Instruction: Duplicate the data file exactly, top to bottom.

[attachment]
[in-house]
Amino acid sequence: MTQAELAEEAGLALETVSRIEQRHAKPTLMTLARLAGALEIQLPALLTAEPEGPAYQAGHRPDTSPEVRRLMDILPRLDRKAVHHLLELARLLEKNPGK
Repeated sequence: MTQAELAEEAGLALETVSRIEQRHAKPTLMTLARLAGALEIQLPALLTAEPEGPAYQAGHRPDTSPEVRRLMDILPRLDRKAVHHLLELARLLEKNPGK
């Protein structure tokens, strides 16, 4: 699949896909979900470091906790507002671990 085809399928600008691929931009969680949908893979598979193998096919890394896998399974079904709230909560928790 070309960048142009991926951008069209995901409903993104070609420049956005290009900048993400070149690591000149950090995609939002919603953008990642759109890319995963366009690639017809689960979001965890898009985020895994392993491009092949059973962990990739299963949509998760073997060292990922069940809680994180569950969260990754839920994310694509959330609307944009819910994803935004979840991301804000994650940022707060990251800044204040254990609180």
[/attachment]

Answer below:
[in-house]
Amino acid sequence: MTQAELAEEAGLALETVSRIEQRHAKPTLMTLARLAGALEIQLPALLTAEPEGPAYQAGHRPDTSPEVRRLMDILPRLDRKAVHHLLELARLLEKNPGK
Repeated sequence: MTQAELAEEAGLALETVSRIEQRHAKPTLMTLARLAGALEIQLPALLTAEPEGPAYQAGHRPDTSPEVRRLMDILPRLDRKAVHHLLELARLLEKNPGK
């Protein structure tokens, strides 16, 4: 699949896909979900470091906790507002671990 085809399928600008691929931009969680949908893979598979193998096919890394896998399974079904709230909560928790 070309960048142009991926951008069209995901409903993104070609420049956005290009900048993400070149690591000149950090995609939002919603953008990642759109890319995963366009690639017809689960979001965890898009985020895994392993491009092949059973962990990739299963949509998760073997060292990922069940809680994180569950969260990754839920994310694509959330609307944009819910994803935004979840991301804000994650940022707060990251800044204040254990609180």